June 24, 2017
June 24, 2017
June 28, 2017
Educational Research and Methods
Motivation and Background Co-curricular engineering experiences range from very informal, such as face-to-face social networking within an engineering club to service learning experiences that approximate the workplace. Such experiences situate learning within an environment that may foster integration of knowledge and skills to solve problems (Pierrakos, Borrego, & Lo, 2007). These informal learning environments represent degrees of complexity. Therefore, applying design or problem solving within such environments may also lead to other types of latent outcomes, such as innovative ideas or adaptive expertise, or navigational flexibility (Author, 2014a; Pellegrino, DiBello, & Brophy, 2014; Sawyer & Greeno, 2008; Stevens et al., 2008). However, research about how to assess outcomes attained via participation in informal learning endeavors is nascent. We applied situated learning theory as a theoretical framework (Author, 2014b). We empirically examined student outcomes across six different informal or co-curricular experiences, as aligned with the 11 ABET (2013) student outcomes, outcomes that are critical to students learning to become an engineer (Balascio, 2014). While we report out the results based on the ABET outcomes, the main purposes for this paper were to: (a) examine the nature of the reflective discourse that revealed student self-directed learning of non-cognitive outcomes; (b) investigate the interactive nature of the technical and professional skills outcomes; and (c) explain the methods used to map the reflective discourse to develop assessments of student outcomes.
Methods We used qualitative methods to collect and analyze the data. Then, we applied content and response process validation methods (AERA, APA, NCME, 2014; Messick, 1995). This study took place in two large public universities. Both with multiple engineering majors. Data were collected from undergraduate engineering students participating in several different informal environments, including a engineering competitions, service learning, and a robotics club. Approximately 60 students participated across the events. We conducted focus groups and individual interviews with students participating in the challenge. Focus groups provided insight into the collective learning experiences (Ryan, Gandha, Culbertson, & Carlson, 2014). Sample protocol included open-ended questions, such as: “How would you describe your process?”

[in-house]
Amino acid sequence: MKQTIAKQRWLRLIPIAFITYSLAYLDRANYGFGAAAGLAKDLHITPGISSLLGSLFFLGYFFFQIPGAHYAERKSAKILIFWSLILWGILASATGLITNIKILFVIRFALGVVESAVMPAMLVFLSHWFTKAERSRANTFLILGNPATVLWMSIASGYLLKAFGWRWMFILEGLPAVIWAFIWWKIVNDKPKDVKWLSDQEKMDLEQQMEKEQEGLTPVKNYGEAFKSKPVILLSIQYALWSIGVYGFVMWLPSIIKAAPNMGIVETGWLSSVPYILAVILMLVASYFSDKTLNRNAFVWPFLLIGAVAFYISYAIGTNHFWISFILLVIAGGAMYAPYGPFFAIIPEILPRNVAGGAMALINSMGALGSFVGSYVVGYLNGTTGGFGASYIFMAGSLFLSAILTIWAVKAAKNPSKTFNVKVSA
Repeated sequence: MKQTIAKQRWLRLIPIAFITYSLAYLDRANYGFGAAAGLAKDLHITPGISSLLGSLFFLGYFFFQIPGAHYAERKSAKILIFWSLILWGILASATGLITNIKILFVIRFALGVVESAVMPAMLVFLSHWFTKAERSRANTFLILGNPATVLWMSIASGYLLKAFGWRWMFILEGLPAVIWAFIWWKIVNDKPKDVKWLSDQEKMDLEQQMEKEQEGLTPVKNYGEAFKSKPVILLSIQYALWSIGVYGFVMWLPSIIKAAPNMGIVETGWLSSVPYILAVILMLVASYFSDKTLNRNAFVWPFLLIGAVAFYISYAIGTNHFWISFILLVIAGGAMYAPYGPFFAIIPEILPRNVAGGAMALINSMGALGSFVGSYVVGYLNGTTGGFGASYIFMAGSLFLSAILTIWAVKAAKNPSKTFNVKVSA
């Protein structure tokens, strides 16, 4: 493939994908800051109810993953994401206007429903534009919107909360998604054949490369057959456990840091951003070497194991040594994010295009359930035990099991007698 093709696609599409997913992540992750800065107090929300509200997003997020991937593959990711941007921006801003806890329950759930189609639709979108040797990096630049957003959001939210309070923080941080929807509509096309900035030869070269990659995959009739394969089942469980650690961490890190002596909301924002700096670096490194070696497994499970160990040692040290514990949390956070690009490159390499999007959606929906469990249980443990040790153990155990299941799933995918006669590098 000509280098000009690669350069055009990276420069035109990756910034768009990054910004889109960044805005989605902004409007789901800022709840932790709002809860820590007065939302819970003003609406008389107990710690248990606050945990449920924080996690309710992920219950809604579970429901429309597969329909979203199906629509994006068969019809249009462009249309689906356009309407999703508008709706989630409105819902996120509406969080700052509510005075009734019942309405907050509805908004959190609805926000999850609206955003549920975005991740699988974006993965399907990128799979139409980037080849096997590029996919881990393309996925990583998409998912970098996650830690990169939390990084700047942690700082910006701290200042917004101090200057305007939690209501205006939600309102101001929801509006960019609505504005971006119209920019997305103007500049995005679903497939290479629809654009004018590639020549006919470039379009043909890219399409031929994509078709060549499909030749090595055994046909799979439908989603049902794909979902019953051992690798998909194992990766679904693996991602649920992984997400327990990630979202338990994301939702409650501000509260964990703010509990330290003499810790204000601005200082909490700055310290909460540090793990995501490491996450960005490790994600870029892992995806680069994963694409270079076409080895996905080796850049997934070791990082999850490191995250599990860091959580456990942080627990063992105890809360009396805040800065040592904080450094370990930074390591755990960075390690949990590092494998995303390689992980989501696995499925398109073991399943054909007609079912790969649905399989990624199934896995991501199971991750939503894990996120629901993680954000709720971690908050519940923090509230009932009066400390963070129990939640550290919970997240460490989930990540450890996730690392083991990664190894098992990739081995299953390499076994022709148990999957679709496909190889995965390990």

Results Preliminary Results indicated the incidence of learning outcomes associated with each of the ABET (2013) student technical skills. In addition, outcomes were inter-related across the ABET criteria. For example, students’ reflections often integrated their learning processes about design, experimentation, and problem-solving. Importantly, students also demonstrated adaptability throughout the competition. Illustrative examples of the mapping of response processes and test content are provided.
Implications This study provided evidence of student learning across the ABET technical and professional skills across a range of informal and co-curricular engineering experiences adding to the growing body of research examining learning in informal environments. More importantly, students engaged adaptive expertise (Walker, Cordray, King, & Brophy, 2006) understanding the need for flexibility and self-evaluation to solve a problem (Zimmerman, 2002). In addition, the study provided examined response processes as a validation method to establish test content.
Bland, L. C., & Kusano, S. M., & Xu, X., & Johri, A. (2017, June), Examining Learner-driven Constructs in Co-curricular Engineering Environments: The Role of Student Reflection in Assessment Development Paper presented at 2017 ASEE Annual Conference & Exposition, Columbus, Ohio. 10.18260/1-2--28315
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